Imagine yourself implementing a feature, and after some hard work, you decide to commit and push your changes. A pipeline starts running and fails after a few minutes. A few unit tests have failed… This can be a tense moment because you changed the behavior of a legacy application, and you have no clue in what state the test class(es) are. Understanding the failed unit test(s) and maybe the dependency between them can be a challenge that makes 1 hour of work last an entire day.
I want to help you improve the overall quality of your test classes so they are more straightforward to work with. I created a 12-step test to see how much improvement a test class needs. The idea came from “The Joel Test: 12 Steps to Better Code”. It's a test to rate the quality of a software team. I liked the idea and wanted to apply it to tests. Just as with Joel's test, you don't have to do some exotic calculations with test coverages and whatnot. It's just twelve questions you can answer with Yes or No. You can give a test class one point for every Yes answer. Each test class can have a maximum of 12 points, meaning it's perfect. Anything less than 12 has the potential to become more outstanding.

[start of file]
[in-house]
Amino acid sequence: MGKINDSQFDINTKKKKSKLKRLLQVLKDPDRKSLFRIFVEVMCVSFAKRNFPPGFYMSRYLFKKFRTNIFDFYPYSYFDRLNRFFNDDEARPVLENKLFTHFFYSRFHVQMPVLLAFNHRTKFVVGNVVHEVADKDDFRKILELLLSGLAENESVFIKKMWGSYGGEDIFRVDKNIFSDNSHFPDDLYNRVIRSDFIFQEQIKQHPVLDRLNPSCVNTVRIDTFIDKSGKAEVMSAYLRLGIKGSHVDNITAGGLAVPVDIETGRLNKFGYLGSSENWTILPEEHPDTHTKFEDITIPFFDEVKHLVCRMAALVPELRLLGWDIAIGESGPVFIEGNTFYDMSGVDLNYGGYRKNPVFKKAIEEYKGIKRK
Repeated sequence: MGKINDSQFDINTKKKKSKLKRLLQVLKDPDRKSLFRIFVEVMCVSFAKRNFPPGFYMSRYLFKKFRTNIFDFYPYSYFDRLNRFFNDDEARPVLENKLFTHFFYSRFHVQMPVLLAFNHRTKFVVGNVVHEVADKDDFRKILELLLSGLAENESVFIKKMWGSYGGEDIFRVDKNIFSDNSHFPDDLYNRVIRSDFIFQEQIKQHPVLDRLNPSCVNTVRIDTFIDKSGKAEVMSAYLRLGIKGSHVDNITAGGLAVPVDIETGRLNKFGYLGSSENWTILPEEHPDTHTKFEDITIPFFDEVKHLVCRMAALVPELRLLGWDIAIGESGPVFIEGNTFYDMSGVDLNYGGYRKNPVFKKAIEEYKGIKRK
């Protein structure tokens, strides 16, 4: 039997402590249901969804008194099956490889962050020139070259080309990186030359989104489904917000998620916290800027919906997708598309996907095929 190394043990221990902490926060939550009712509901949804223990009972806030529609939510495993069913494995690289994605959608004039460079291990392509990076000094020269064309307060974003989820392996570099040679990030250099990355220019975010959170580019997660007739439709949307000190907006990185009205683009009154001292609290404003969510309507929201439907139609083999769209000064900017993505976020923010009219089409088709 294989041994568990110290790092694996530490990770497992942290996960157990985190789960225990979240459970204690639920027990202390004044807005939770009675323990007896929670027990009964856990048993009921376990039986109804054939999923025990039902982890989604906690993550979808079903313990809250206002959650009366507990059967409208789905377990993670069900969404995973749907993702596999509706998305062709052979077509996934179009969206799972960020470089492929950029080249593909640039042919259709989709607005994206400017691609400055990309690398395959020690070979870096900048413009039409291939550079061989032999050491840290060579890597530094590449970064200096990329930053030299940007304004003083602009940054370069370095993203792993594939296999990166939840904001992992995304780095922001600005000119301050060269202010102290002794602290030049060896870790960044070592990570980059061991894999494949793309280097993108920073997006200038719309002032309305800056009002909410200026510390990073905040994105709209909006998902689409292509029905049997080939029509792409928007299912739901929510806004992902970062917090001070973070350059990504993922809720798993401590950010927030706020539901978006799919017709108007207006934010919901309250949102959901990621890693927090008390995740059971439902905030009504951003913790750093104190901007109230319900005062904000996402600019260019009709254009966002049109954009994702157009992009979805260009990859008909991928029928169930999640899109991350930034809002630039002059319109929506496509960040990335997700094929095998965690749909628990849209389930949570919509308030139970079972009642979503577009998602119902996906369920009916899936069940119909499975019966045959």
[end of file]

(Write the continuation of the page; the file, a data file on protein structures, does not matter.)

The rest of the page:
These questions do not cover all the factors determining whether a test class is a joy to work with. Some questions may not apply to a test class because you don't mock anything. It could be possible to have a great test class that answers no to most questions. But if you can respond yes to most of these, then there is a big chance that your test classes are a joy to work with.